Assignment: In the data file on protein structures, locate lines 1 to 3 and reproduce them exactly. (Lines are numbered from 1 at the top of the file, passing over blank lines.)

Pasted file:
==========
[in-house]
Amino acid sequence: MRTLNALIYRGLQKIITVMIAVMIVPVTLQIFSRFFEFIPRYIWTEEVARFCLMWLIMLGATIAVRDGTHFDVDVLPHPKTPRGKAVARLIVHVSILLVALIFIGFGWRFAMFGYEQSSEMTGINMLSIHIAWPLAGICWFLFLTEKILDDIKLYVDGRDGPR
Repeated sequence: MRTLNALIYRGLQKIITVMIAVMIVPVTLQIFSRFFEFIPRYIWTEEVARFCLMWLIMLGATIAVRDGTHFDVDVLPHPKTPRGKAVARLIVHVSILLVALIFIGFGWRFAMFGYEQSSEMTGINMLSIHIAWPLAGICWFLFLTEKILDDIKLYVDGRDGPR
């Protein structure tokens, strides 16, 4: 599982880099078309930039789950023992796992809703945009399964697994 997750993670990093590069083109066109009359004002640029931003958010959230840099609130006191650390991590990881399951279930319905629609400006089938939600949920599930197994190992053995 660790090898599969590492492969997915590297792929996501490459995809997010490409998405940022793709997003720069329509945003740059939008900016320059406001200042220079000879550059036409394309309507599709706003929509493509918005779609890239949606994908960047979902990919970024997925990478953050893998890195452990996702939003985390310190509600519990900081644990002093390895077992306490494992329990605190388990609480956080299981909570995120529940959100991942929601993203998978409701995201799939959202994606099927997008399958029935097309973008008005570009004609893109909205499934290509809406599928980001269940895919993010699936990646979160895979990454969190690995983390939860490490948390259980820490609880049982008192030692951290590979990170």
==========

[in-house]
Amino acid sequence: MRTLNALIYRGLQKIITVMIAVMIVPVTLQIFSRFFEFIPRYIWTEEVARFCLMWLIMLGATIAVRDGTHFDVDVLPHPKTPRGKAVARLIVHVSILLVALIFIGFGWRFAMFGYEQSSEMTGINMLSIHIAWPLAGICWFLFLTEKILDDIKLYVDGRDGPR
Repeated sequence: MRTLNALIYRGLQKIITVMIAVMIVPVTLQIFSRFFEFIPRYIWTEEVARFCLMWLIMLGATIAVRDGTHFDVDVLPHPKTPRGKAVARLIVHVSILLVALIFIGFGWRFAMFGYEQSSEMTGINMLSIHIAWPLAGICWFLFLTEKILDDIKLYVDGRDGPR